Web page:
(The Knife Media) The facts of the Catalan referendum (which you can read in our Raw Data) provide a specific, precise depiction of the violence and conflict that occurred during the vote. And while this information came from the articles we analyzed, the outlets went beyond facts and used language that may provoke excitement, fear or anger amongst readers, potentially at the expense of accuracy. This is the definition of sensationalism, and it can influence readers’ thoughts, feelings or opinions about a subject.
To demonstrate this, consider the following excerpts from the articles. Sensational, subjective or vague language (spin) is bolded.
Sensational: “Catalonia’s defiant attempt to stage an independence referendum descended into chaos on Sunday, with hundreds injured in clashes with police…” (The New York Times)
Factual: “Catalan emergency officials say 761 [now 893] people have been injured as police used force to try to block voting in Catalonia’s independence referendum…Police used batons and fired rubber bullets.” (BBC)How do your thoughts and feelings for the first sentence compare to the second one? Does each sentence give you a different impression?
Here’s another example:
Sensational: “The referendum…has pitched the country into its deepest constitutional crisis in decades and deepened a centuries-old rift between Madrid and Barcelona.” (Reuters)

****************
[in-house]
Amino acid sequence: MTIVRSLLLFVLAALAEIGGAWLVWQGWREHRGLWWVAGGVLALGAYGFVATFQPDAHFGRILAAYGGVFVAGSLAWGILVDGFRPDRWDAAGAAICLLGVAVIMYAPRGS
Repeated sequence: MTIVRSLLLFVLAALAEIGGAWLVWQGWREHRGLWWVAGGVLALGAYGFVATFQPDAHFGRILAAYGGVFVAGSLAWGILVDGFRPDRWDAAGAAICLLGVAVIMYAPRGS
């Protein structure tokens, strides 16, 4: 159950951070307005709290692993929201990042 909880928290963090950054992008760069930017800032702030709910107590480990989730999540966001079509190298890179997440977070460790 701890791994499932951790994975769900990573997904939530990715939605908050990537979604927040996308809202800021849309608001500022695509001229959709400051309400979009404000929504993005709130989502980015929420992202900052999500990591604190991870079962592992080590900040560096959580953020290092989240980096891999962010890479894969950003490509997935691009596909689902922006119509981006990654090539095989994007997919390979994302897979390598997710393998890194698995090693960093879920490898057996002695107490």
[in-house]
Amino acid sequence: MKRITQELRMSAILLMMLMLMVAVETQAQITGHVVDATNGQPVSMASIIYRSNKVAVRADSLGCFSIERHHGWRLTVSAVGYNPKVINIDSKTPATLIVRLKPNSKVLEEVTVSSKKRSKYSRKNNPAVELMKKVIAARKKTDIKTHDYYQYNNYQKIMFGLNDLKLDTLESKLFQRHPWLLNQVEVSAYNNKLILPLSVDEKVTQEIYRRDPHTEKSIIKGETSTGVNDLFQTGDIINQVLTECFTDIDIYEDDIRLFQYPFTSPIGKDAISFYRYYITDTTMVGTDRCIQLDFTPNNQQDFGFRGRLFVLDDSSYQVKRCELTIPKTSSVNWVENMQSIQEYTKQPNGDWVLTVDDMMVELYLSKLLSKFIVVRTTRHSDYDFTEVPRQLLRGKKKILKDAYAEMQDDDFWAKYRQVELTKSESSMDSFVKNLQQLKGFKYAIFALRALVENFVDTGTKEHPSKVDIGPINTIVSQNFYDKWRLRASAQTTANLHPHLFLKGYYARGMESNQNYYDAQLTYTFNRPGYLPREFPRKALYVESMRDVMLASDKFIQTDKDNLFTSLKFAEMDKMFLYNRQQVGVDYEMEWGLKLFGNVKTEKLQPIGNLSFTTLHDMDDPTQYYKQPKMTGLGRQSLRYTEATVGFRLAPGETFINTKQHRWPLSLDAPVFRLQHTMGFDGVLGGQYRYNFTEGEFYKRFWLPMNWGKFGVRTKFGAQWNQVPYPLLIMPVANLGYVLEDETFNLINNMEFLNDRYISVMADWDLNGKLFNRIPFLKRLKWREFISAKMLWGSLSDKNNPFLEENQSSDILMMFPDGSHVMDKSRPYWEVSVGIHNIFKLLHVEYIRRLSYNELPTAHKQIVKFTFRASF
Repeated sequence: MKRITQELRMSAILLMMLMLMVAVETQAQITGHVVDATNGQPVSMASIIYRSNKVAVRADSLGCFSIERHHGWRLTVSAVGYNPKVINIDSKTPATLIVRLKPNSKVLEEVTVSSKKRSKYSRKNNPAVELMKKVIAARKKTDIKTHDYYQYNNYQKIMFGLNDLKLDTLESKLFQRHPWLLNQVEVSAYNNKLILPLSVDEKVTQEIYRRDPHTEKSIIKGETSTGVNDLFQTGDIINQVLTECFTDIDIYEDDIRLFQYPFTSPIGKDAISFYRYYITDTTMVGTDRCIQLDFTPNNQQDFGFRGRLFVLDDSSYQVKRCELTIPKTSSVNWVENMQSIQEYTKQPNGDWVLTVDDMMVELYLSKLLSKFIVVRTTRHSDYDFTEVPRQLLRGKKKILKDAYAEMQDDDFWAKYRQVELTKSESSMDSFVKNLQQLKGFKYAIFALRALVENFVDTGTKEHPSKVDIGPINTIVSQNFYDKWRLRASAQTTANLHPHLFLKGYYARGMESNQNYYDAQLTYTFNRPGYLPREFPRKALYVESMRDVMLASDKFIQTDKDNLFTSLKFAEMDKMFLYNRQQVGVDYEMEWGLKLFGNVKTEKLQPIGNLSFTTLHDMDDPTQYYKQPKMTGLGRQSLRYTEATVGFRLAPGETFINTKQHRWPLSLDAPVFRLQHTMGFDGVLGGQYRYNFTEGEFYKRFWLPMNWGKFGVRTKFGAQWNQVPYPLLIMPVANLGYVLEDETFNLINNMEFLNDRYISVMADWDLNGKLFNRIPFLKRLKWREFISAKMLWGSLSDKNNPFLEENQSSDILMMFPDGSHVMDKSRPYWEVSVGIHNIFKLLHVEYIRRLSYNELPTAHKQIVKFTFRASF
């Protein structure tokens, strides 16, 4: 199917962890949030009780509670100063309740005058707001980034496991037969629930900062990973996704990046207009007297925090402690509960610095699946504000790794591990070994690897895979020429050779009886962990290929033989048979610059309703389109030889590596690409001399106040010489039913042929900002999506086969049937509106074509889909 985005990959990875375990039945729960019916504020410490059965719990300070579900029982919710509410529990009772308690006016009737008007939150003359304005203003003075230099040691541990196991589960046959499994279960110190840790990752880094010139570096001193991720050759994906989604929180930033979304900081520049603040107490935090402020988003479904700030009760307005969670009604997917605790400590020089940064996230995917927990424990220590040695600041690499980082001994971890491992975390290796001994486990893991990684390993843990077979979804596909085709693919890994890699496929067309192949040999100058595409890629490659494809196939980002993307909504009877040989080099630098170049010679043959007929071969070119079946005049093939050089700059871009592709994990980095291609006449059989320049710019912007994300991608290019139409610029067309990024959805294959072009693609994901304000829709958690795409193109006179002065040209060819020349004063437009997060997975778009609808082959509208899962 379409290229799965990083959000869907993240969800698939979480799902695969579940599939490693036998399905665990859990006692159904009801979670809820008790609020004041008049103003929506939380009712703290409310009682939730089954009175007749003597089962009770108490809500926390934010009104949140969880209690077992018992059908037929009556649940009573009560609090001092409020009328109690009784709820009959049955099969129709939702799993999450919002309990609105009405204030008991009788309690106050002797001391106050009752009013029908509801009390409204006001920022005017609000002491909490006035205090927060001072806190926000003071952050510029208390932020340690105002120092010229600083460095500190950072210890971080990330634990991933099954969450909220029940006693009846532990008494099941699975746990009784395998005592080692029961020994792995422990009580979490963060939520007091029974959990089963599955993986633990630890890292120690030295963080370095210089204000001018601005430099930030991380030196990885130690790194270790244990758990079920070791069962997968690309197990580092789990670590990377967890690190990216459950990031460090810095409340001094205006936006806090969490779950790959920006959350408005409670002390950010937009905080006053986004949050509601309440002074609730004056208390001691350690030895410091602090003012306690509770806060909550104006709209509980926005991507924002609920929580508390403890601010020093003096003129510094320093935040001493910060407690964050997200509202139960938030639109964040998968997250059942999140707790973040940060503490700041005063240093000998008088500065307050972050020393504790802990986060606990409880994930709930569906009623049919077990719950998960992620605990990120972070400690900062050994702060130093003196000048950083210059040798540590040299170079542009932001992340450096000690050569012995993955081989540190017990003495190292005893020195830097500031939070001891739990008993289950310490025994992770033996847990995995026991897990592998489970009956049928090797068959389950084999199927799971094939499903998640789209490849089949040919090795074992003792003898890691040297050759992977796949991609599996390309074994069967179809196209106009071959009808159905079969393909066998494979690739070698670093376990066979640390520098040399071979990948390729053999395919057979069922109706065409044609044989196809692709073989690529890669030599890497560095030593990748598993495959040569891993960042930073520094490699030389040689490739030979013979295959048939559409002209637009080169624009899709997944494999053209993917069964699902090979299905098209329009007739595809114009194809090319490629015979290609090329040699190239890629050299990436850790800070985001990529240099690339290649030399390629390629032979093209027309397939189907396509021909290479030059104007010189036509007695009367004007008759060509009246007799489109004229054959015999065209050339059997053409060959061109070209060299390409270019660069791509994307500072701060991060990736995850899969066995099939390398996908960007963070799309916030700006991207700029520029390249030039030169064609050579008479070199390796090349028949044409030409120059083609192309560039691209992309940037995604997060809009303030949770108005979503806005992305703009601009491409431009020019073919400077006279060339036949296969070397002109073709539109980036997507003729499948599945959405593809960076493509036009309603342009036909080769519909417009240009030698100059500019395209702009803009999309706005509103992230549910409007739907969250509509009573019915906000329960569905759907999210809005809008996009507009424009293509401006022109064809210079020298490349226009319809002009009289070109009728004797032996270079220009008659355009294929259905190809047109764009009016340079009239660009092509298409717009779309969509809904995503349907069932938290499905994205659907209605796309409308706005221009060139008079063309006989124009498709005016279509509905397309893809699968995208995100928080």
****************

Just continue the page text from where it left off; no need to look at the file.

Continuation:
Factual: “Catalonia…has its own language and culture. It also has a high degree of autonomy, but is not recognised as a separate nation under the Spanish constitution.” (BBC).Does “constitutional crisis” or “centuries-old rift” give you a precise understanding of the conflict between Catalonia and Spain? Probably not.
It’s reasonable that media outlets would report both quantitative (e.g. numbers and statistics) and qualitative information (e.g. people’s experiences), especially when covering topics of violence and conflict. But don’t facts like police firing rubber bullets and 893 civilians being injured speak for themselves? There are also more precise ways to describe the qualities of the conflict than using words like “chaos” and “crisis.” For example, outlets could report how people’s lives were affected and how these events may influence Catalonia’s political, social and economic circumstances. Some of the articles we analyzed partially did this, but it was obscured by subjective and vague language.
Perhaps more important is how words like “chaos” and “crisis” could sensationalize violence and conflict. Using them may provoke fear or anger in readers, which can interfere with critical thinking, tolerance and conflict resolution. This is where the media can play a beneficial role. Fact-based reporting may not single-handedly prevent conflict and violence, but it could promote awareness, understanding and critical thinking instead of fear, narrow viewpoints and polarization.
Written by Shane Mottishaw and Julia Berry López
Edited by Shane Mottishaw and Rosa Laura Junco
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Jens Erik Gould
Jens is a political, business and entertainment writer and editor who has reported from a dozen countries for media outlets including The New York Times, National Public Radio and Bloomberg News